I, like many people, have dreamed about the ideal Happily Ever After. Waking up in a cozy one bedroom, seeing the sun stream through the windows down on the person that you love. For me, this has always been something that I dreamed of. Something that I knew would happen at some point in my life because everyone finds their soulmate, right?
Once reality kicked in, it became apparent that not everyone ends up with their soulmate or necessarily ends up living forever with the person they thought they would've. Now, I can't say too much on this as I have never had such a relationship that I could reflect on in such a manner. How then, can I say my opinion on love?
Well, I always like to think of it as two different opinions:
One version is someone who smiles at the old couples that bicker and still care about each other so long after years of marriage. One who watches John Bender pump his fist into the air because he got the girl or watches Michael Vartan kiss Drew Barrymore on the pitcher's mound and dreams of a kiss like that.
The other is one who is in a constant hangover phase. The one who cringes every time she sees a cheesy post from some guy calling his girlfriend "my baby" with a diamond ring emoji beside it.
I've always wondered, "I'm only 17 years old, why am I so obsessed with trying to find a relationship?" As I'm sure some people may wonder as well. Truth is, there's probably a number of reasons we all try to rush and settle down into relationships. Maybe it's the idea that we'd be alone? Maybe it's just having someone to post cute selfies? Nonetheless, even though we are surrounded by various forms of communications, as a generation, we fear being alone than any other previous ones. It's terrifying that we won't have someone to voice every thought of ours to, but why are we so hooked on this idea of an ideal person?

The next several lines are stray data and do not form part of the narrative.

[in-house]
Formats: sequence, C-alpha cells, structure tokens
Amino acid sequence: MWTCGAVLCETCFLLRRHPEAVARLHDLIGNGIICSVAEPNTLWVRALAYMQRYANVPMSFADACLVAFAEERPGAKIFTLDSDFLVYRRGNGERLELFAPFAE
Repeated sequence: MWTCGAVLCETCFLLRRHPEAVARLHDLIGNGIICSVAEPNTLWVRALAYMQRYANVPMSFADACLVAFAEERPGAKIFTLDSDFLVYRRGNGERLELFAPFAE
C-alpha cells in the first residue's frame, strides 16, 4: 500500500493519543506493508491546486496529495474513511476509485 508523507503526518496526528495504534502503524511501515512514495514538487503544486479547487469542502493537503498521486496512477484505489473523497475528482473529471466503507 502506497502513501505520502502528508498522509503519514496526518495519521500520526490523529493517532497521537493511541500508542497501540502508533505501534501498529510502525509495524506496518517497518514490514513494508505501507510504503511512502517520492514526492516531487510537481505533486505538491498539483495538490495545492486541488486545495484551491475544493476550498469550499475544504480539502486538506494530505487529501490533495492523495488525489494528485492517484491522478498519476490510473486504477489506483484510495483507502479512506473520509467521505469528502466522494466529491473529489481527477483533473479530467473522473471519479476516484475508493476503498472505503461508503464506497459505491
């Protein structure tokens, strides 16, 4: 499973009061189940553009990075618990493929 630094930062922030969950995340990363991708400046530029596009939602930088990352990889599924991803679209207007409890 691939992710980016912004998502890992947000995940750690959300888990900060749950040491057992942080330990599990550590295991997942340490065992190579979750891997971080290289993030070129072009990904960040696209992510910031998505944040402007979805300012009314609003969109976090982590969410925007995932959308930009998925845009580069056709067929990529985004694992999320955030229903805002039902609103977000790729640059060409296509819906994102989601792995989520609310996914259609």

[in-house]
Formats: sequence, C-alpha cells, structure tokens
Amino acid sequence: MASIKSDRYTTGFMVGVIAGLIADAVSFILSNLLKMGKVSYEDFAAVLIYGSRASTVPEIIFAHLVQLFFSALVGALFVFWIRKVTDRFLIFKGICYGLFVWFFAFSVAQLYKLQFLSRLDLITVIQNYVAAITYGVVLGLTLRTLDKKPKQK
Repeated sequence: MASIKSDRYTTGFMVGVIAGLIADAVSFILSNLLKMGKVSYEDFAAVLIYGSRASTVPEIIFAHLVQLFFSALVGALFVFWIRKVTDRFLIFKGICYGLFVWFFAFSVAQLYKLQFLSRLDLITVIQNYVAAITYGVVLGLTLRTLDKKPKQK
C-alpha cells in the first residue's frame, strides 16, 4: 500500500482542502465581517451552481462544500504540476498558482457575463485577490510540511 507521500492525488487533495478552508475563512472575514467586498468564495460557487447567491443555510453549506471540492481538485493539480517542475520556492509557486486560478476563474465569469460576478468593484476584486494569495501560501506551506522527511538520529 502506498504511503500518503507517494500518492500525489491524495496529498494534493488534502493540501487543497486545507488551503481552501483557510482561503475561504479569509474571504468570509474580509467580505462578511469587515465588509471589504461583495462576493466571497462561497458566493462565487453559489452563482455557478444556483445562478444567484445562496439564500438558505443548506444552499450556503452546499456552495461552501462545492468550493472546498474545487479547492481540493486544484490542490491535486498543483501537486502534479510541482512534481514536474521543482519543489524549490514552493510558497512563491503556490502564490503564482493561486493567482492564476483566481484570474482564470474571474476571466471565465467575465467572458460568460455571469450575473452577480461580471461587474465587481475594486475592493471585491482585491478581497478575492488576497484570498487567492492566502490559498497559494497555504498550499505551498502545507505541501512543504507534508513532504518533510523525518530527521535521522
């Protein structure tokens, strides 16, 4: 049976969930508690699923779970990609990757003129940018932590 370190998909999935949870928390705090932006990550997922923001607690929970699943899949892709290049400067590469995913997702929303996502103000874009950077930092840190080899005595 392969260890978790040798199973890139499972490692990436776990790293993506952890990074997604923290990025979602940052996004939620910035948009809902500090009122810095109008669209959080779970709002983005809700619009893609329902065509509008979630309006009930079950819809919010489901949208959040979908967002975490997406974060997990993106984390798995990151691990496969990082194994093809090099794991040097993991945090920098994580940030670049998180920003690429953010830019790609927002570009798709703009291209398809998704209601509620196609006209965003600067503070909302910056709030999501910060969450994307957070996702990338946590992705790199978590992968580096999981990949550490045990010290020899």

No guy is ever going to have the charisma of Ferris Bueller, the intelligence of Brain Johnson, the charm of Bender and the drop dead good looks of Jake Ryan. Yes, he may have a couple of those or maybe just one. We as a generation need to stop basing our ideals on what romance used to be way back when. You may not get those moments in real life and it will suck and it will hurt like hell if it doesn't go the way you intended. But isn't it better having loved than lost?
There will be days when you feel yourself drawn to screaming a person's name from the rooftops all the way to wanting to burn their lawn for making you feel this way. Both feelings can be validated, but we shouldn't let those feelings alone dictate who we would be if that person became a part of our lives.
What romance movies captured so well in the 1980's and 1990's was that these were still people in relationships. Both had their own identities outside of being in that relationship. Yes, they had their perfect romantic moment but you could list so many other traits about that person. Look at recent movies, these people have their relationship as a key identifying factor. A woman is a wife, a man is a boyfriend. That's it. End of the story.
Romance should be more than just a good soundtrack, it should be the moments you share between you and that person. However you won't always have those moments of "Yes, this is what love is" that doesn't invalidate those feelings in the slightest. Love is what you make of it. It could be a wonderful thing or a not so wonderful thing. It's how we see it, how we choose to react to it.